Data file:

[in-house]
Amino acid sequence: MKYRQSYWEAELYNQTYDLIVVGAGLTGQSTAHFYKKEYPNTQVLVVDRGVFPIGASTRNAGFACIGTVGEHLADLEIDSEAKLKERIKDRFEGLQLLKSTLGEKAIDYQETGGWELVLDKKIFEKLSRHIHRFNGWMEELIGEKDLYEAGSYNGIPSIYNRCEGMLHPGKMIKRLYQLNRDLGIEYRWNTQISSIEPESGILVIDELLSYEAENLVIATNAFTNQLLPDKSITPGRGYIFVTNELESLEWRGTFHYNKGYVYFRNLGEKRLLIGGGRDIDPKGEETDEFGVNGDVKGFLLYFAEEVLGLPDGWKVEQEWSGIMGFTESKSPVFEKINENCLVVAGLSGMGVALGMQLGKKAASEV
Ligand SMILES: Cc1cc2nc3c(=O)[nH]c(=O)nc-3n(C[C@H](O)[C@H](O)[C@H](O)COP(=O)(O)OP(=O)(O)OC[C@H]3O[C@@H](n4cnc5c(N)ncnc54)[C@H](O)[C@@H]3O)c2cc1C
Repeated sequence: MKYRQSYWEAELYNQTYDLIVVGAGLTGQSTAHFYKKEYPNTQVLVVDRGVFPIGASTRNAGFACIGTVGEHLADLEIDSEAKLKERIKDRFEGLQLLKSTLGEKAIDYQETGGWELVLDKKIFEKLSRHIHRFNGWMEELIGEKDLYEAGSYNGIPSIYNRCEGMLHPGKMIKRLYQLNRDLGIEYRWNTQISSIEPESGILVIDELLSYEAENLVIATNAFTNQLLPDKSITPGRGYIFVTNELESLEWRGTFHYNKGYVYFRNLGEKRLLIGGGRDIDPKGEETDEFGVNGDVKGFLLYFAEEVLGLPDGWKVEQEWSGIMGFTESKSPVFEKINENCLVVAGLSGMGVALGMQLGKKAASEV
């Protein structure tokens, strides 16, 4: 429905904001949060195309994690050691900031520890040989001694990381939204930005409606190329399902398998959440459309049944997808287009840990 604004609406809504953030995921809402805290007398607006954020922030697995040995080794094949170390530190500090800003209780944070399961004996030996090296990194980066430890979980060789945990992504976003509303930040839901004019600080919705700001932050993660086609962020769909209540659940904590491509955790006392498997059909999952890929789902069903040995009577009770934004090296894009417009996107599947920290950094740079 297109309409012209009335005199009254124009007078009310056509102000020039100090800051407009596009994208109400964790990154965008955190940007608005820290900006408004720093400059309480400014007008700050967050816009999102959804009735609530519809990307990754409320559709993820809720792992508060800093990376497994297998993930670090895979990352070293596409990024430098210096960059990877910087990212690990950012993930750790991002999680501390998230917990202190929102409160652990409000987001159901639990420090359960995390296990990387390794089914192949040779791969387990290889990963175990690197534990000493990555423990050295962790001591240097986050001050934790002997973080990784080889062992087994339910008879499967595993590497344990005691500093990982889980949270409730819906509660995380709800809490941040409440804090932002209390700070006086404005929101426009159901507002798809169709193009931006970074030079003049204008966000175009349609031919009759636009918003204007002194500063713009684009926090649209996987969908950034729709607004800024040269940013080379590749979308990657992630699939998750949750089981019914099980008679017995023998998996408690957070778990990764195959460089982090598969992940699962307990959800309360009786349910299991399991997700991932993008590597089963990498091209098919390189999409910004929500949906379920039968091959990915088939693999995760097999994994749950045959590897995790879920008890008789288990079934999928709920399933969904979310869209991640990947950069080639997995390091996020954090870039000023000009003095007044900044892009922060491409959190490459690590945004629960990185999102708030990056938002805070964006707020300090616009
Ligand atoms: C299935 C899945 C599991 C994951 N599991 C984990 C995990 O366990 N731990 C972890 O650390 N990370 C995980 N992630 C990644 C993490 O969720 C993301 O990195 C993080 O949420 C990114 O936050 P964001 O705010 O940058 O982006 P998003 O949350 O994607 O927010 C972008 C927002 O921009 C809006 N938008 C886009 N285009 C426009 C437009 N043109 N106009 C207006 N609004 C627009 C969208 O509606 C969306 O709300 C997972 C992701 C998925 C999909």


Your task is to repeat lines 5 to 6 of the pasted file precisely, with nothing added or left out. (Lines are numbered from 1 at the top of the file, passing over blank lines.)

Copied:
């Protein structure tokens, strides 16, 4: 429905904001949060195309994690050691900031520890040989001694990381939204930005409606190329399902398998959440459309049944997808287009840990 604004609406809504953030995921809402805290007398607006954020922030697995040995080794094949170390530190500090800003209780944070399961004996030996090296990194980066430890979980060789945990992504976003509303930040839901004019600080919705700001932050993660086609962020769909209540659940904590491509955790006392498997059909999952890929789902069903040995009577009770934004090296894009417009996107599947920290950094740079 297109309409012209009335005199009254124009007078009310056509102000020039100090800051407009596009994208109400964790990154965008955190940007608005820290900006408004720093400059309480400014007008700050967050816009999102959804009735609530519809990307990754409320559709993820809720792992508060800093990376497994297998993930670090895979990352070293596409990024430098210096960059990877910087990212690990950012993930750790991002999680501390998230917990202190929102409160652990409000987001159901639990420090359960995390296990990387390794089914192949040779791969387990290889990963175990690197534990000493990555423990050295962790001591240097986050001050934790002997973080990784080889062992087994339910008879499967595993590497344990005691500093990982889980949270409730819906509660995380709800809490941040409440804090932002209390700070006086404005929101426009159901507002798809169709193009931006970074030079003049204008966000175009349609031919009759636009918003204007002194500063713009684009926090649209996987969908950034729709607004800024040269940013080379590749979308990657992630699939998750949750089981019914099980008679017995023998998996408690957070778990990764195959460089982090598969992940699962307990959800309360009786349910299991399991997700991932993008590597089963990498091209098919390189999409910004929500949906379920039968091959990915088939693999995760097999994994749950045959590897995790879920008890008789288990079934999928709920399933969904979310869209991640990947950069080639997995390091996020954090870039000023000009003095007044900044892009922060491409959190490459690590945004629960990185999102708030990056938002805070964006707020300090616009
Ligand atoms: C299935 C899945 C599991 C994951 N599991 C984990 C995990 O366990 N731990 C972890 O650390 N990370 C995980 N992630 C990644 C993490 O969720 C993301 O990195 C993080 O949420 C990114 O936050 P964001 O705010 O940058 O982006 P998003 O949350 O994607 O927010 C972008 C927002 O921009 C809006 N938008 C886009 N285009 C426009 C437009 N043109 N106009 C207006 N609004 C627009 C969208 O509606 C969306 O709300 C997972 C992701 C998925 C999909």